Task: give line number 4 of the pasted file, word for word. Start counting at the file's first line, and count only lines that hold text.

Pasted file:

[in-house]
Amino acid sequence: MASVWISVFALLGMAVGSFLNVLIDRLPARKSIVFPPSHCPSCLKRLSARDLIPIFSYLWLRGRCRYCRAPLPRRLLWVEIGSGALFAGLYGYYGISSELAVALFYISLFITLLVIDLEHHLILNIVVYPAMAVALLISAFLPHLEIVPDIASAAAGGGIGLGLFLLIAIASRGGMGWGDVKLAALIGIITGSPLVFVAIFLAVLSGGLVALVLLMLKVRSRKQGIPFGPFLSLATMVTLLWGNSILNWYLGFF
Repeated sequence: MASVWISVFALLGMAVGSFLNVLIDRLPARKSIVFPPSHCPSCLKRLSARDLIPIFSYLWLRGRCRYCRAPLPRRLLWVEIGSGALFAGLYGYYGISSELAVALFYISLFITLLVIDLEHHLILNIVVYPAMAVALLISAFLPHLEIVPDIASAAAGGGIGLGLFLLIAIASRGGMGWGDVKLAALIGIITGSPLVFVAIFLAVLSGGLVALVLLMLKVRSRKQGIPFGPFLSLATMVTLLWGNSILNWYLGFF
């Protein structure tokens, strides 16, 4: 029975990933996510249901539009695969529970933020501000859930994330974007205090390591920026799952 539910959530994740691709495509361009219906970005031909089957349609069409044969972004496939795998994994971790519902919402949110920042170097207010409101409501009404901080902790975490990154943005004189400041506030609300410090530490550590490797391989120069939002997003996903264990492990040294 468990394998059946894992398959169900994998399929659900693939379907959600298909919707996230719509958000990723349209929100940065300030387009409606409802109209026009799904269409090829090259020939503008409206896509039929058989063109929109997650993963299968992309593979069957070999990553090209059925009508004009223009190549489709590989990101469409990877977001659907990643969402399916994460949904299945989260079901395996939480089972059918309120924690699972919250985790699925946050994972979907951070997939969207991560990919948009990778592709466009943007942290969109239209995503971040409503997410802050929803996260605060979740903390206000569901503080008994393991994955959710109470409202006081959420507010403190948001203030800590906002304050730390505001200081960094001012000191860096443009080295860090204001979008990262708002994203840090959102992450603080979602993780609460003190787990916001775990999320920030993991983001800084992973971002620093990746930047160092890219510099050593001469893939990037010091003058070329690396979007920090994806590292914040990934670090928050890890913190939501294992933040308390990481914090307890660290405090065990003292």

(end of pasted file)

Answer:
């Protein structure tokens, strides 16, 4: 029975990933996510249901539009695969529970933020501000859930994330974007205090390591920026799952 539910959530994740691709495509361009219906970005031909089957349609069409044969972004496939795998994994971790519902919402949110920042170097207010409101409501009404901080902790975490990154943005004189400041506030609300410090530490550590490797391989120069939002997003996903264990492990040294 468990394998059946894992398959169900994998399929659900693939379907959600298909919707996230719509958000990723349209929100940065300030387009409606409802109209026009799904269409090829090259020939503008409206896509039929058989063109929109997650993963299968992309593979069957070999990553090209059925009508004009223009190549489709590989990101469409990877977001659907990643969402399916994460949904299945989260079901395996939480089972059918309120924690699972919250985790699925946050994972979907951070997939969207991560990919948009990778592709466009943007942290969109239209995503971040409503997410802050929803996260605060979740903390206000569901503080008994393991994955959710109470409202006081959420507010403190948001203030800590906002304050730390505001200081960094001012000191860096443009080295860090204001979008990262708002994203840090959102992450603080979602993780609460003190787990916001775990999320920030993991983001800084992973971002620093990746930047160092890219510099050593001469893939990037010091003058070329690396979007920090994806590292914040990934670090928050890890913190939501294992933040308390990481914090307890660290405090065990003292």